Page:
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21 March 2008


Barack Obama makes no bones about ending US involvement in Iraq. For the most part he fits our thinking to to a "Tee"--almost! When he gives a timetable, he makes us pause. Consider his most recent pronouncements; we quote:

[Running commentary]
  • End the war in Iraq, removing our troops at a pace of 1 to 2 combat brigades per month; [See below]
  • Finally finish the fight against the Taliban, root out al Qaeda and invest in the people of Afghanistan and Pakistan, while making aid to the Pakistani government conditional; [One condition might be stability--a very tough condition to meet. Developing a national infrastructure might be another as would be eductation.]
  • Act aggressively to stop nuclear proliferation and to secure all loose nuclear materials around the world; [The Devil is in the details here.]
  • Double our foreign assistance to cut extreme poverty in half; [This is OK, but unless we also actively encourage development of infrastructures, no amount of foreign aid will have any long-term effect.]
  • Invest in a clean energy future to wean the U.S. off of foreign oil and to lead the world against the threat of global climate change; [Amen and the emphasis must be on solar and renewable sources. But the corn lobby will be a problem; technically, corn is not at all the best choice for making alcohol.]
  • Rebuild our military capability by increasing the number of soldiers, marines, and special forces troops, and insist on adequate training and time off between deployments;
  • Renew American diplomacy by talking to our adversaries as well as our friends; increasing the size of the Foreign Service and the Peace Corps; and creating an America's Voice Corps. [BRAVO! Along with this should go education.]

We endorse Obama's strategic approach; nothing else will work. His details are far superior to the Cheney/Rumsfeld approach. But we worry about the pace for two reasons:

  • We are not on the ground in Iraq, but the fact that Petreaus's new and friendlier approach is working independently of the surge, his frienly approach might give the Iraqi government some breathing room. Any new approach needs to reestablish the many institutions that are necessary to maintain a stable government. Stable government requires a stable "middle class," or to put it more politically correct, a well-developed nationl infrastructure. A somewhat slower rate might well be better in the long run.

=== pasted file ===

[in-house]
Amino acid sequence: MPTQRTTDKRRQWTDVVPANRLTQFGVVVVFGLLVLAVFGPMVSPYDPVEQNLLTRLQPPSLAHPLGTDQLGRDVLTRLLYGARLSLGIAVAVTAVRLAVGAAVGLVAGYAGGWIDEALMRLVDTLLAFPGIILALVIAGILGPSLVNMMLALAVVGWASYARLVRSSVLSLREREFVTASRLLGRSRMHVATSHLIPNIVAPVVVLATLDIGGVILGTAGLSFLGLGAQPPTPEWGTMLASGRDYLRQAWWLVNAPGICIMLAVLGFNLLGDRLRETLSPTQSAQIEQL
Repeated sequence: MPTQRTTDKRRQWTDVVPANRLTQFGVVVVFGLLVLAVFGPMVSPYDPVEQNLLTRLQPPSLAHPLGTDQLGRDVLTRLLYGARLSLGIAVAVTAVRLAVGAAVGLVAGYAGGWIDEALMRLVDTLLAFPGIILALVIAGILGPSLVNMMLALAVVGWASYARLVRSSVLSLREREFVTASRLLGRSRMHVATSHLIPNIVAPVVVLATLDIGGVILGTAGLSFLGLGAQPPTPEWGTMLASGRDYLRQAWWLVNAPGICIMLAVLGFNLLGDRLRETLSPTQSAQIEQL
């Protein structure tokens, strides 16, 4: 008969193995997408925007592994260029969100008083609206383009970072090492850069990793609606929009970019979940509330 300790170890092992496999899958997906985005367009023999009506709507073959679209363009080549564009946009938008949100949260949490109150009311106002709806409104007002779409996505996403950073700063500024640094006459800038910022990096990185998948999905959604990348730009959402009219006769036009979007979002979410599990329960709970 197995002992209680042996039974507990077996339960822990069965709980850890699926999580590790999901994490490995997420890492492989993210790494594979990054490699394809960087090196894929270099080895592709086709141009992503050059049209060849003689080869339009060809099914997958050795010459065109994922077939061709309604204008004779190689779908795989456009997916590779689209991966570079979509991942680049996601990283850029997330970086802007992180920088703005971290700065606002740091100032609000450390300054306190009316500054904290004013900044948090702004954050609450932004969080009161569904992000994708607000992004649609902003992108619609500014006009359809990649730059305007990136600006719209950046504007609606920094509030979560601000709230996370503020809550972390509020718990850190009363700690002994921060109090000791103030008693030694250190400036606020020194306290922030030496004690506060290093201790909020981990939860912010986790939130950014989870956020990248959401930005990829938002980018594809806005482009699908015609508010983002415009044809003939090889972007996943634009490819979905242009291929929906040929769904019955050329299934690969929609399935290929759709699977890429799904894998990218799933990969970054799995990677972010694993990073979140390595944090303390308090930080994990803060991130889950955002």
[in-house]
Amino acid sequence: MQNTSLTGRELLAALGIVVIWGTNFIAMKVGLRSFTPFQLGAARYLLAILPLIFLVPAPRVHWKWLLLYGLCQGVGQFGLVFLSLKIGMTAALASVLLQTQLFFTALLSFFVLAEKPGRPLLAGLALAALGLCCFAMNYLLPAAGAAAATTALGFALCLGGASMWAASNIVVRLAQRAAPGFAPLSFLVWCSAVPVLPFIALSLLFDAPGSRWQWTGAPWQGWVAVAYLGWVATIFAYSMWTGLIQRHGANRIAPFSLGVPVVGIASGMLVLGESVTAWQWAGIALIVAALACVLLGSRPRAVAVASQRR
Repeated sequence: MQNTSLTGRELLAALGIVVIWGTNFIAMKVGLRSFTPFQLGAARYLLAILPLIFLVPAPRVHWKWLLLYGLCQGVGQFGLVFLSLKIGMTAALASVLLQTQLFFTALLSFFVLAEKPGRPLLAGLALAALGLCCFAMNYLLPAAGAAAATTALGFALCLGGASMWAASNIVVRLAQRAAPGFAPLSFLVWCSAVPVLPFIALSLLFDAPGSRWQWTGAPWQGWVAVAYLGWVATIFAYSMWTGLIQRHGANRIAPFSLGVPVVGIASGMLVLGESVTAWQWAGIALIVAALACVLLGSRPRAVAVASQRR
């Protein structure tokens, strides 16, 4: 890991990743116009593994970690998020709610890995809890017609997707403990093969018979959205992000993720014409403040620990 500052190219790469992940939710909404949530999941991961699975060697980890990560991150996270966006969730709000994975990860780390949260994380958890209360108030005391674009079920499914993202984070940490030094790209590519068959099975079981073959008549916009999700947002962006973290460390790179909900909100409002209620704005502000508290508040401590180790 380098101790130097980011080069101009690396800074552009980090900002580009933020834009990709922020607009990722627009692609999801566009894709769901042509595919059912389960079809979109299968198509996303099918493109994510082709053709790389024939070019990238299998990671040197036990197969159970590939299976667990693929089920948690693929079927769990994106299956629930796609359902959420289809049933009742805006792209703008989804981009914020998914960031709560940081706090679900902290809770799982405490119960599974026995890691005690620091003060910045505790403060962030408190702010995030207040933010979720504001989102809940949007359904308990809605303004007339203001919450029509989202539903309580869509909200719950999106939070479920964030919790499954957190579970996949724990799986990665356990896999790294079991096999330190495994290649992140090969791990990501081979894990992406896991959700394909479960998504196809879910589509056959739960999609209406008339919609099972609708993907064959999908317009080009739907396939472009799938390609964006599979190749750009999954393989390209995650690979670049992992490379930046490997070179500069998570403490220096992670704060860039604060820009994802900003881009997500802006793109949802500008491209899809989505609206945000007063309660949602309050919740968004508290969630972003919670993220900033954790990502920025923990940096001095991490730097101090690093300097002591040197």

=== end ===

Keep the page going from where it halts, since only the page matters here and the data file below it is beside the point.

• On the other hand, if, as many think, any Iraqi government as tainted by American interests as this one is will ultimately fall regardless of what we do, then absolutely, the sooner we leave the better.

The public media has no answer, but our intelligence services should.

Another Obama quote:

    "The judgment that matters most on Iraq--and on any decision to deploy military force--is the judgment made first."

Obama is spot on as far as he goes. But isn't every decision, not just the first one, a critical one? Just because Bush made a gross error and stubbornly stuck with it does not mean current decisions are not as critical as his first one. The future of humanity seems more precarious today than it did in 2001 -- making today's decisions even more important. How we exit from Iraq matters; this is a real concern. Vigorous discussions, considered from all angles, should precede any disengagement in Iraq. Ultimately, our only choice is to leave. It is the when and how that matter now--and they matter a lot. Ultimately, the only way Iraq will ever become peaceful is if it develops a stable infrastructure and its government has enough time to institutionalize constitutional law. The form of the government matters less than its stability. But with three warring factions with long histories of violence toward each other all bound together by Islam may be more than any US-designed government can control, no matter how long we stay.


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